This post may make you sense that I’m longing to be back in the classroom again. Well, not really. I like being at home with my girls. But this post is rather long. I normally prefer to read short blog posts, myself! If a post is too long, I skim over it, and then continue browsing other blogs! But I thought this topic would be fun for me to write about, from the perspective of a teacher and a parent.
As I was reading the paper the other day, I came across this article: Child experts pressing play. I started to think about play.
I taught second grade for twelve years, and I felt that play was a very important part of our day. At my first school, which was in a rural area, we started at 8:30 and dismissed the kids at 3:15. We had recess after lunch, and another recess in the afternoon, and I felt that this unstructured play time really helped the kids focus on work when it was time to come back into the classroom. During recess duty, I learned a lot about my students when I listened and watched them play, more than I would have in the classroom alone. When I went to a suburban school, we had less time in our day as we started at 9:05. Afternoon recess was discouraged, and I never fit it into our schedule since we had too many academics to fit in.
Free play is also being eliminated at home. When I first started teaching second grade, I asked the teacher that taught the other second grade if she gave out homework. She said she didn’t give much homework, and so I didn’t, either. I would send home unfinished work, and that was about it. Over the years, that has changed dramatically. I have had parents complain that I didn’t send home enough homework. Once, I challenged a parent. That didn’t go so well. She wanted homework because while her middle schooler was doing homework, her second grader wasn’t occupied with homework. I suggested that since he was only eight, shouldn’t he play while he was still young enough to not be mired down with homework? She vehemently disagreed, and felt that I wasn’t preparing him for third grade.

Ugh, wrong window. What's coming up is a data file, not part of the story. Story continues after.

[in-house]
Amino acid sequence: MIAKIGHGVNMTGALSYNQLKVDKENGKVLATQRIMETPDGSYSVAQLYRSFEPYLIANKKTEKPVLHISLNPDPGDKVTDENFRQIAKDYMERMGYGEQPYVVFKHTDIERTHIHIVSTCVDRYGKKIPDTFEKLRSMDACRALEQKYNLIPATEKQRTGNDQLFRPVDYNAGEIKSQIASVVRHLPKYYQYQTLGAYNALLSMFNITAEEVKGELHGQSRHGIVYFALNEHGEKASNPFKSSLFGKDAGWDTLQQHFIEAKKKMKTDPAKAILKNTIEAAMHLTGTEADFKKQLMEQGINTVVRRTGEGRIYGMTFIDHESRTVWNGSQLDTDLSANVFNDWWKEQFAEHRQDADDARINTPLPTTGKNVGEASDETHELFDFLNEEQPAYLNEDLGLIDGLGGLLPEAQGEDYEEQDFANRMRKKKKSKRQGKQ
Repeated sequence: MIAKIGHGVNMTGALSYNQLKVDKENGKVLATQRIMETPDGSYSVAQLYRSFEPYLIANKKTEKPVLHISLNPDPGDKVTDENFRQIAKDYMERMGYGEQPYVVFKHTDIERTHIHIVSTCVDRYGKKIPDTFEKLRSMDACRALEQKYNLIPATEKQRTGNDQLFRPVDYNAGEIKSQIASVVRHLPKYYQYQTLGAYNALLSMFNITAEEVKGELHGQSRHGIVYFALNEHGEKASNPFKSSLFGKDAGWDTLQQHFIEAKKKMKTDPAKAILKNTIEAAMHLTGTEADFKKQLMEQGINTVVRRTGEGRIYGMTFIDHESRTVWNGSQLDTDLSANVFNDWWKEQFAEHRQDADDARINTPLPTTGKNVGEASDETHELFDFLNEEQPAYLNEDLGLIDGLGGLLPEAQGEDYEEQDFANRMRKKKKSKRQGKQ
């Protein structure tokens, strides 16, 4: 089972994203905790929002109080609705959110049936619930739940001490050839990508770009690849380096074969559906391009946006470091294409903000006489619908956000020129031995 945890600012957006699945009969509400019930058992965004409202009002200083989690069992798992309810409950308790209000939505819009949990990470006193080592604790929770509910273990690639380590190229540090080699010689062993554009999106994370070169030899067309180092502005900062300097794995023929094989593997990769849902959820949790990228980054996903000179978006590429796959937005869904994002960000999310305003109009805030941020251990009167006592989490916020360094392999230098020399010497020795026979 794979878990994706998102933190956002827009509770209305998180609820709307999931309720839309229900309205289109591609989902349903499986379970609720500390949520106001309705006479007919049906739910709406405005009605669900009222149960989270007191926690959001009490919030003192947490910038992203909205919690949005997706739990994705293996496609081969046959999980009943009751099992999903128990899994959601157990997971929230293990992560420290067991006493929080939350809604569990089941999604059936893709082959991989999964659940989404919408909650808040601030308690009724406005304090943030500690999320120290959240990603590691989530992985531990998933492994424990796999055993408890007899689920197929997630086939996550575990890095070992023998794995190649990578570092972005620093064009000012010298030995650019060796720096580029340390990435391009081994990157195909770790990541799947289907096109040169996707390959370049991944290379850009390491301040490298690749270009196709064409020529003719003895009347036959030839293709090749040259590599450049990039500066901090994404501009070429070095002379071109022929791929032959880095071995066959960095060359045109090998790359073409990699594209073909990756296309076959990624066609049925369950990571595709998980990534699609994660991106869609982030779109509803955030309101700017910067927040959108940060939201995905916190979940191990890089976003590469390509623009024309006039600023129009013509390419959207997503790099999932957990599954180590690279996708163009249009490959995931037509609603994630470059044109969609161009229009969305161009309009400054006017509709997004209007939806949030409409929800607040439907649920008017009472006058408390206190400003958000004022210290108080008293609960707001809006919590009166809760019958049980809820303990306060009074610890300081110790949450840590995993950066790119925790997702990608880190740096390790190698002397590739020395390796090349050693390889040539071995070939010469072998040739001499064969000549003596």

At the same school, I worked with the Curriculum Enrichment Coordinator to send work home with a gifted student. One of the activities she recommended and sent home: building blocks! Open ended toys such as blocks and paints are wonderful for creative play.
Michael Thompson, a child psychologist, is concerned about the lessening of free play. Here is a list of reasons free play is disappearing, according to Thompson:
— Parents’ reluctance to let their kids play outside on their own, for fear of abduction or injury, and the companion trend of scheduling lessons, supervised sports and other structured activities that consume a large chunk of a child’s non-school hours.
— More hours per week spent by kids watching TV, playing video games, using the Internet,communicating on cell phones.
— Shortening or eliminating recess at many schools — a trend so pronounced that the National PTA has launched a “Rescuing Recess” campaign.
— More emphasis on formal learning in preschool, more homework for elementary school students and more pressure from parents on young children to quickly acquire academic skills.
“Parents are more self-conscious and competitive than in the past,” Thompson said. “They’re pushing their kids to excel. … Free play loses out.”
The consequences are potentially dire, according to Thompson. He contends that diminished time to play freely with other children is producing a generation of socially inept young people and is a factor behind high rates of youth obesity, anxiety, attention-deficit disorder and depression.
Seeing as how I feel that play is so important, I was very interested in what the show Sid, the Science Kid includes in every episode. Sid and his fellow classmates learn a science concept, and then their teacher says something along the lines of “Now, let’s go play with all your wonderful ideas!” The kids cheer and go play in the classroom as real kids might, and incorporate their newly learned science ideas as part of their play.
Okay, now that I have made a plug for Sid the Science Kid, Lily’s new favorite show, I’ll tell you that I don’t think TV is that great. When Lily was born, I decided to follow the AAP’s advice to not let her watch TV until she was 2 years old. I think a lot of people thought I was being too strict, but for the most part Lily didn’t watch very much TV. Instead of learning from TV, babies and toddlers learn best by playing and interacting with toys and their parents. I still restrict Lily’s TV, but it’s pretty easy since she’s used to it. Emmy watches more than Lily did, but hopefully not too much.
I also chose Lily’s preschool on the basis that it was play-based. I want her to learn to socialize and play, and learn all those important preschool skills through playing. This preschool website agrees with me. Yes, you can find just about anything on the Internet to support your opinions, and I’m no exception.
I think it’s time for me to stop typing and go play!